Color coded by category, which also matched the colors given to the different sections of the store, The Checklist even included a map with directions through each section ensuring that you pass by as many of the gadgets and gizmos you really don’t need. BRS pulled her pen from behind her ear and started her speech. She didn’t make it very far.
“You’ll start right here – ” she said gesturing behind her into the corner of the store “with feeding supplies. Bottle systems, and sanitizers are all in this corner. Bathtubs and thermometers are next before you get to baby monitors here.” She motioned toward the map while still keeping her pen over that category on The Checklist.
And then it happened.
“The next big section is travel systems, Strollers and car seats but obviously you guys already have one of those so you’ll probably just go to the diapers or the furniture.” She sounded so sure of her assumptions.
Obviously you guys already have one of those.
I had no idea what she meant.
“No, no, actually we don’t have a car seat or anything…” I stopped her. I was completely confused about where the conversation had headed.
“Well that can’t be true,” (it’s always good customer service to call your customers liars.) “The hospital would never let you take him home if you didn’t have a car seat.”
The words hung in the air for a bit and Karin grabbed and squeezed my hand while I tried to decide if this was really happening or if the lack of sleep mixed with the stress and fear of the previous six weeks had finally driven me bonkers. BRS’s eyes got wide as she paused, realizing that something was going wrong.
After smiling at Karin and seeing her cheeks flush in that pre-crying way I looked BRS in the eyes and calmly said. “that’s because we haven’t taken him home from the hospital.” Karin may have been flush but I could feel the color drain from my face. “He’s still there.”
I wanted to scream at her. I wanted to tell her that she shouldn’t talk to people the way that she did. I wanted to tell her that she shouldn’t make assumptions about people’s lives. I wanted to take Karin’s hand and walk out of the store and run to Liam’s bedside. I did nothing. I sat there holding Karin’s hand just hoping we could speed this up and go home.
Now it was BRS’s turn for the color to leave her face.”Um, . . I, . uh . .I’m, . . ” She stammered for a moment – either trying to figure out how to apologize or still trying to process what had just happened. Karin squeezed my hand tighter and tighter while I reeled through the stress, and anger, and fear of the previous six weeks realizing then and there just how different our family’s story was from most new parent tales. BRS looked at us and as she put all the pieces of the puzzle together tilted her head to one side and gave us the look. We hadn’t seen it much to that point but we still see it from time to time in doctor’s waiting rooms and out for walks. It’s pity.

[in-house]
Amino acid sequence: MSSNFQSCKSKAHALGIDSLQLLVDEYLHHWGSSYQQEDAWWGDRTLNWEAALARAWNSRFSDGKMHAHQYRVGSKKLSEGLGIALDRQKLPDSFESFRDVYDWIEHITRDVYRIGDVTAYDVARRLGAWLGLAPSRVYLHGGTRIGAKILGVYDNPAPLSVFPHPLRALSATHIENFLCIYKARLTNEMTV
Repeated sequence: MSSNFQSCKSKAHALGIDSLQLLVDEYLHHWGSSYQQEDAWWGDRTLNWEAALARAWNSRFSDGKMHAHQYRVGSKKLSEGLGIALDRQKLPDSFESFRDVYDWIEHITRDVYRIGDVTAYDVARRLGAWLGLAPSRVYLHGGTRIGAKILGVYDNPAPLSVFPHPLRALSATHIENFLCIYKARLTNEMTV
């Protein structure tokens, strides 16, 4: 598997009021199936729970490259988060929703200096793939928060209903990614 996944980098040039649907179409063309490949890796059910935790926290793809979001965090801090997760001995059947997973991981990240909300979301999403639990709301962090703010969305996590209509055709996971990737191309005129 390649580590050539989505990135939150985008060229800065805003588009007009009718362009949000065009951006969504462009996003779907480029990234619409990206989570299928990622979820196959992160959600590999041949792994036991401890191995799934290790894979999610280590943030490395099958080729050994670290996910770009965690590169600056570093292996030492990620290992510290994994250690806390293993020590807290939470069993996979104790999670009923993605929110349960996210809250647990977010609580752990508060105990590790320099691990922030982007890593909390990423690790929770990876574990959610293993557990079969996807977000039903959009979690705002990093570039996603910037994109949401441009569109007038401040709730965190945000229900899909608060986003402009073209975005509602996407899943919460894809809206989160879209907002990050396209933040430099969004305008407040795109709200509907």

I don’t remember her apologizing but I didn’t give her much of a chance to.
“We’ll, just take the gun thing and figure out what we’ll need ourselves.” I told her, trying to speed things along. BRS scurried away to get it and a minute later we were walking away from the desk with the whole conversation still hanging there. Supported by the weight of its own awkwardness.
We made sure to hit the car seat aisle first out of spite, before wandering around for an hour or so picking out the few things we could find that we knew we would definitely need. Then rushed back to the hospital to be by Liam’s side. All the while cracking jokes about the crazy sales lady and fighting to hold back the anger at her for her assumptions.
I know that this wasn’t really her fault. I mean how could she know what we were going through? But if you’re going to call yourself a Specialist, and you are going to tell us during the sign-in how knowledgeable and well-trained you are for the Baby Registering Service you’d better brush up on the basics of what happens to 1 out of every 8 births in this country.
The whole debacle was our first experience with the look but we’ve grown much more comfortable with it. When we tell people who don’t know him about Liam we get a lot of “Oh, I’m so sorry to hear that.”, head tilted to the side in that same annoying look as the one from BRS.
“Don’t be!” we always say, “He’s a fighter! and he’s doing great!” even on the days when he isn’t. I don’t want your pity. I don’t need it. In fact, I pity all of you out there who haven’t yet met Liam. It may be hard but I’m pretty damn lucky to be the guy who gets to raise this kid.
Anyway, I’m sure Babies-R-Us do wonderful work with charities helping children and I think that’s wonderful. I don’t care. I’ve never bothered to check. I’m pretty sure that we only went back in there once to round out the registry. Hey, if people were going to buy us things for Karin’s baby shower, (held in March with her baby almost 3 months old) we might as well pick out things we need or at least want them to buy. I haven’t set foot in a Babies-R-Us since.
Like I said a couple thousand words ago, customer Service means something to me.
And that’s why I hate Babies-R-Us.
Thanks for hanging in there with me on this one folks I don’t know what got into me.